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Domenic's steadfast dedication to youth work recognised in emotional awards win

Domenic's steadfast dedication to youth work recognised in emotional awards win

A proud Tharawal man has been recognised for his unwavering commitment to mentoring young people in his community, having overcome immense hardship while switching careers.

After completing a Certificate IV in Youth Work at TAFE NSW Ultimo, 29-year-old Domenic Cameron is currently studying a Diploma of Community Services, while working as a Youth Worker at the Midjuburi Youth Resource Centre after completing work placement there.

Unable to attend the recent award ceremony due to the loss of his newborn daughter to a heart condition, his teacher and employer accepted the prestigious TAFE NSW Aboriginal and Torres Strait Islander Student of the Year award on his behalf.

“This is a big achievement as I am the first in my family to study a Diploma. As an Aboriginal man this is even more special as I get to show the younger Aboriginal boys and girls that anything is possible when you work hard and chase your dreams,” Mr Cameron said.

“I’ve always wanted to help the younger ones. I experienced a tough childhood myself, and I feel I can connect with that and can help them overcome any issues they’re facing.

“Prior to this, I was working as a horticulturist for over a decade and realised I needed a change. I’ve found studying youth work to be really rewarding yet challenging. I think having that lived experience is what helped me get through the course, along with the support of my teachers and classmates.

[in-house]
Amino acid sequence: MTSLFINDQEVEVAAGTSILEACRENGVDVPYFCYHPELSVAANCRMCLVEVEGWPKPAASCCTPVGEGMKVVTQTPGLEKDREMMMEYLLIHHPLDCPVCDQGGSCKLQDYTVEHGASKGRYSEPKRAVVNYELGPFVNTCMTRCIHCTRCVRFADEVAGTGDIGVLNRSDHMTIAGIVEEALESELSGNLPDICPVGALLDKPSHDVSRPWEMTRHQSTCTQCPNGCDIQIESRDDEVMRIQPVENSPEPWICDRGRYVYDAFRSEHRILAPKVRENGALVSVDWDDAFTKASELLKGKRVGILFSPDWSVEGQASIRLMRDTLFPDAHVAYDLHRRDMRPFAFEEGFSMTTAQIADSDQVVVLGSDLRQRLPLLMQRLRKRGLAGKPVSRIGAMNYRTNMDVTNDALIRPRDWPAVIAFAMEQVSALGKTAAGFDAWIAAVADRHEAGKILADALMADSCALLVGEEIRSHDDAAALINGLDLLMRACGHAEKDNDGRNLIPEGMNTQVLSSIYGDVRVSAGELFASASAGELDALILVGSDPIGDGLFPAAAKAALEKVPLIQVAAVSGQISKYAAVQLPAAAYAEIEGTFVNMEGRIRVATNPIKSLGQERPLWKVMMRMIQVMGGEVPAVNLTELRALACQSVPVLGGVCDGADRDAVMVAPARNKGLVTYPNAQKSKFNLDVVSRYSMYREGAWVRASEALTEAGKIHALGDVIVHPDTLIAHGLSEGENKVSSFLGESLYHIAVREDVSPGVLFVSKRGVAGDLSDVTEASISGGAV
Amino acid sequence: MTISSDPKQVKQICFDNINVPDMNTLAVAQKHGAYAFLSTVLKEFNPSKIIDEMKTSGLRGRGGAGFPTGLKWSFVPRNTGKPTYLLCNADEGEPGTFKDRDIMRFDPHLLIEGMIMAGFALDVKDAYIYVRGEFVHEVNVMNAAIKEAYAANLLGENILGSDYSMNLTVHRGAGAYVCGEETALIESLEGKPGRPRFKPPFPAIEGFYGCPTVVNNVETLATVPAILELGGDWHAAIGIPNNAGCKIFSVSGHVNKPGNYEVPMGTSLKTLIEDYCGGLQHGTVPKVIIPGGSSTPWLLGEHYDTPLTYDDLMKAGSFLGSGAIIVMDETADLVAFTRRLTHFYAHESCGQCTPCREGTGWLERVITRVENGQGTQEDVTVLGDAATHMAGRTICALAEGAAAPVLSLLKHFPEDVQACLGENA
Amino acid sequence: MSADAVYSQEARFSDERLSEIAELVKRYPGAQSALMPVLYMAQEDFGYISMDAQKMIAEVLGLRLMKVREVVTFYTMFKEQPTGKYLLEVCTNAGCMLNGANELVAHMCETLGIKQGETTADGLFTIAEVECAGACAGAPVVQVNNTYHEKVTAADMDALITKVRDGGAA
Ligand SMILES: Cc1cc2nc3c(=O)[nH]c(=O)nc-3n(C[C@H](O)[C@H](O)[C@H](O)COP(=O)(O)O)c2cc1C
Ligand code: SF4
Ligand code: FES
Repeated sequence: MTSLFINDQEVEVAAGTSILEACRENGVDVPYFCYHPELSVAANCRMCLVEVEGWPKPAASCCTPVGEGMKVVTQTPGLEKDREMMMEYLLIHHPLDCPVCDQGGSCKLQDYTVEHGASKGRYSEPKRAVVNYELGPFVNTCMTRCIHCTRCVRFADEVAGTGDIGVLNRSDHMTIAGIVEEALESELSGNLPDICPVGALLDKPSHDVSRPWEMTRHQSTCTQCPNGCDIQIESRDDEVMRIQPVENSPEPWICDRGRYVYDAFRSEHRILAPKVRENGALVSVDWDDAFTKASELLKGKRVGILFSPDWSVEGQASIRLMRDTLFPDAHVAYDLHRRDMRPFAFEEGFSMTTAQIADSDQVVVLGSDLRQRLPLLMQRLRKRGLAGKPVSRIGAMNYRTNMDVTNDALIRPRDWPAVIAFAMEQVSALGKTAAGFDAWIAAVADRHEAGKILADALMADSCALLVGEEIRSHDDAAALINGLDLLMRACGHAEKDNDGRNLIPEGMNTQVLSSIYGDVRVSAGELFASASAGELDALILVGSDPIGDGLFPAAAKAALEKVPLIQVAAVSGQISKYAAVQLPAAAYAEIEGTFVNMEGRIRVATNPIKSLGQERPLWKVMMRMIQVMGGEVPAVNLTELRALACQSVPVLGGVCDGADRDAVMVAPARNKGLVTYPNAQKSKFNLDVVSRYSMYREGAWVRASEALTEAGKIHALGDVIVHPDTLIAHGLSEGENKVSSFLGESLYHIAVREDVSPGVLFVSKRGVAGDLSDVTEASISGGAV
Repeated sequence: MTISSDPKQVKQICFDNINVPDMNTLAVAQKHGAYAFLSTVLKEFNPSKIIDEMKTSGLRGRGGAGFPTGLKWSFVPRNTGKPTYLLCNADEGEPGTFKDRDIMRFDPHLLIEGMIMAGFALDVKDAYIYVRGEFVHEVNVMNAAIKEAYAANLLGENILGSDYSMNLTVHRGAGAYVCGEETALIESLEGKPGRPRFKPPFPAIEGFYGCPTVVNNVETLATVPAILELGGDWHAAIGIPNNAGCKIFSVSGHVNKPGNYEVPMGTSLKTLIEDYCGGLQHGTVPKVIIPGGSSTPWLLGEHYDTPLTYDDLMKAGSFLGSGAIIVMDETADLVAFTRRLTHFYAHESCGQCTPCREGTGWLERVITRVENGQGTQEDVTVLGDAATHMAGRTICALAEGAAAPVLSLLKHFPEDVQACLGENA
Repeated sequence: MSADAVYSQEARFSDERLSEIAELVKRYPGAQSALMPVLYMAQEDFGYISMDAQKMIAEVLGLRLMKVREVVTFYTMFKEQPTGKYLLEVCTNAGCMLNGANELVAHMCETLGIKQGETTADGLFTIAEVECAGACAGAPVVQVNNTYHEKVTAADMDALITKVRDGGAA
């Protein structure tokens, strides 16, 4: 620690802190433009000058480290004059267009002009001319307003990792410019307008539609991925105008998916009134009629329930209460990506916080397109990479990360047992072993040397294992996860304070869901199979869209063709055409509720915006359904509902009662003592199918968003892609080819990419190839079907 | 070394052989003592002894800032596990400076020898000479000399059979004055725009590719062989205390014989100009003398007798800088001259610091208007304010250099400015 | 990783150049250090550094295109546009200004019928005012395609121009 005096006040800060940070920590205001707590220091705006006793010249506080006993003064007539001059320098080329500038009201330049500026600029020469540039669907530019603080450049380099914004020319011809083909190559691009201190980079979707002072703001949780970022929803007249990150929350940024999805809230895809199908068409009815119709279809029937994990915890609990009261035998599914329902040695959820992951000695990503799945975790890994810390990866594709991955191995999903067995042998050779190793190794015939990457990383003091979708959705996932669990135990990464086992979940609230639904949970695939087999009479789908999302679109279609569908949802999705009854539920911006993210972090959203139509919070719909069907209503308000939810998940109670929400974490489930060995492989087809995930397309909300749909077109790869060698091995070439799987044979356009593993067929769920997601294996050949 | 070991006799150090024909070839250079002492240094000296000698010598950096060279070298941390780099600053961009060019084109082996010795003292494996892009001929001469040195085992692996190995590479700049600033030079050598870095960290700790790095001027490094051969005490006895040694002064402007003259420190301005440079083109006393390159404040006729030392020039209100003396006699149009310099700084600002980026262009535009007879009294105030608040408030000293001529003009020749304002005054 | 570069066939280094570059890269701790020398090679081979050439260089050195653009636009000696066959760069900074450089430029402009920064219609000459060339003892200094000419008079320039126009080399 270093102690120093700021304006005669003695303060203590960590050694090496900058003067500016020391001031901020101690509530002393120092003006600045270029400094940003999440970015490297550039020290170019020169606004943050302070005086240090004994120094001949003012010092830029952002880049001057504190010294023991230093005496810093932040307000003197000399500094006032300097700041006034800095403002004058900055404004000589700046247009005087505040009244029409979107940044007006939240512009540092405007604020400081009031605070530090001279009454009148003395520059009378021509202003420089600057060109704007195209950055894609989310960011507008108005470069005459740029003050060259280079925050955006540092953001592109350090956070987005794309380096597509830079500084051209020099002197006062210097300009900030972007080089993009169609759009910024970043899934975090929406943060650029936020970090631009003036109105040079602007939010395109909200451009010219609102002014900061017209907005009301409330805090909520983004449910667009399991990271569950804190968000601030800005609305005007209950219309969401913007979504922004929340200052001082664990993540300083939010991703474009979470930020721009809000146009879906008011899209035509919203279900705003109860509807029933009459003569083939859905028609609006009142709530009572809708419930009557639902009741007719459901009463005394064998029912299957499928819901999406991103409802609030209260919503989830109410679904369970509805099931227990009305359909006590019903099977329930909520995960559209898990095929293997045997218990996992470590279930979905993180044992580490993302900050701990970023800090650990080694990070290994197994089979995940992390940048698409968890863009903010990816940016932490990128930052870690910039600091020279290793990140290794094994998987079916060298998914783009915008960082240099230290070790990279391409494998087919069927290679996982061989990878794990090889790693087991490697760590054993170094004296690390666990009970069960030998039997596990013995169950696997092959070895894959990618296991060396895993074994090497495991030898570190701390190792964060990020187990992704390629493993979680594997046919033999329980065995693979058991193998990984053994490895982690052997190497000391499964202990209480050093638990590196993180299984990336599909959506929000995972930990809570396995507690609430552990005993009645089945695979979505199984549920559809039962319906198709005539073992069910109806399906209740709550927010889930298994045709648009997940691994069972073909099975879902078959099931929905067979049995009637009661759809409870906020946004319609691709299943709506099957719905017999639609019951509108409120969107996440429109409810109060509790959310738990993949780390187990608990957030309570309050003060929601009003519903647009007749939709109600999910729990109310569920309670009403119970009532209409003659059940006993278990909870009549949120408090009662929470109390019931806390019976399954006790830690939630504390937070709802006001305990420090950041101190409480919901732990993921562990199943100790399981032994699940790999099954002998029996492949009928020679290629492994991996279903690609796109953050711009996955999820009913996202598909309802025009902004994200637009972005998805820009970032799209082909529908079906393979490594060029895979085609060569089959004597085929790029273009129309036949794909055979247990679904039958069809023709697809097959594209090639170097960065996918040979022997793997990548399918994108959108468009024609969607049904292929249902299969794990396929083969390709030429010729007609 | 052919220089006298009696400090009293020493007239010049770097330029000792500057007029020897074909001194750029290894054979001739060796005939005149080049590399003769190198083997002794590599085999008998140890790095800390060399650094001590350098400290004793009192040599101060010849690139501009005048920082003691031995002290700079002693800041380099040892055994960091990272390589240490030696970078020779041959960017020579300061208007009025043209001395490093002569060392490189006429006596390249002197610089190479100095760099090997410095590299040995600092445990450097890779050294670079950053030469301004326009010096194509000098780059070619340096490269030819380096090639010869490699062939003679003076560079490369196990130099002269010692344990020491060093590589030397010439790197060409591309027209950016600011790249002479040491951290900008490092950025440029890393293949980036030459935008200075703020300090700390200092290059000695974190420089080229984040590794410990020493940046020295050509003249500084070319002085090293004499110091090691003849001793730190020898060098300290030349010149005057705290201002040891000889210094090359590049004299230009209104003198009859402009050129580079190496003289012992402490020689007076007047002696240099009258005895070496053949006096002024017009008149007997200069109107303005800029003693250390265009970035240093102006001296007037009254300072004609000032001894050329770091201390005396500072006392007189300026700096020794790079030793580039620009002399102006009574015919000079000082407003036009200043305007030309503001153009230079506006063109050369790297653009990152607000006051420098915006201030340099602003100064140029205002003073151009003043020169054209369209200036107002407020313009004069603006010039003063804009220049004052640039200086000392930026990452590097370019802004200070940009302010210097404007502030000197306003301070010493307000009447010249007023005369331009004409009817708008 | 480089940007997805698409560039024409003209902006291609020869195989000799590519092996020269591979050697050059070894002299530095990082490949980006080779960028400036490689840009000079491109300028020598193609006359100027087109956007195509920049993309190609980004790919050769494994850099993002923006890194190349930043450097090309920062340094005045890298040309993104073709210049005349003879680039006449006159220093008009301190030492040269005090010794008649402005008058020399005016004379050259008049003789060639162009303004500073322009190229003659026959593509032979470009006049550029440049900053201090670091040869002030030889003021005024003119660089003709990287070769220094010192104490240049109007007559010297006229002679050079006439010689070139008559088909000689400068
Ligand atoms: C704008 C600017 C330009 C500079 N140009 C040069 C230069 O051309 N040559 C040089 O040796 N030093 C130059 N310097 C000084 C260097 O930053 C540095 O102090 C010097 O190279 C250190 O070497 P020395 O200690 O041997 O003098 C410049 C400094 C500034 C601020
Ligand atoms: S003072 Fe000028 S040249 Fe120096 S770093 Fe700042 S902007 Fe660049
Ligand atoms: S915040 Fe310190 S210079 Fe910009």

“I love my role as a youth worker – it’s allowed me to mentor the next generation and make a positive impact, and it’s also made me a better father. There’s still a lot to learn, but I’ve recently started a Yarning Circle for the young Aboriginal men at our centre, and am really enjoying doing case work and seeing kids change themselves for the better.”

CEO of Midjuburi Youth Resource Centre Louise Hammond said: “Dom has been a wonderful addition to our team and to the community that he provides support to.”

“As an older Aboriginal woman and someone that has been working in Community Services for over 30 years, it is lovely to see the younger generation of Aboriginal workers coming into this sector and being able to support and nurture their growth as workers,” Ms Hammond said.

“I am really lucky that Dom made it to my service to do his work placement. I couldn't be prouder of him,” Ms Hammond said.

TAFE NSW Head Teacher of Community Services Eva Bowers said Domenic’s achievement is an inspiration and shows the life-changing impact of education.

“Dom reflected once during his studies that he could never see himself studying a diploma or going to university, but he is now halfway through is Diploma of Community Services,” Ms Bowers.

“It’s been great to see how he’s flourished throughout his studies and gained the practical skills required to help change lives as a Youth Worker.

“Throughout the Diploma, students like Dom gain valuable leadership and communication skills and learn how to manage programs and lead person-centred approaches. Through a mixture of theory and practical experience, they gain the confidence to support their community and help people during the difficult times in their lives.”

Media contact: Emma Hughes, Communications Specialist, 0409 618 291,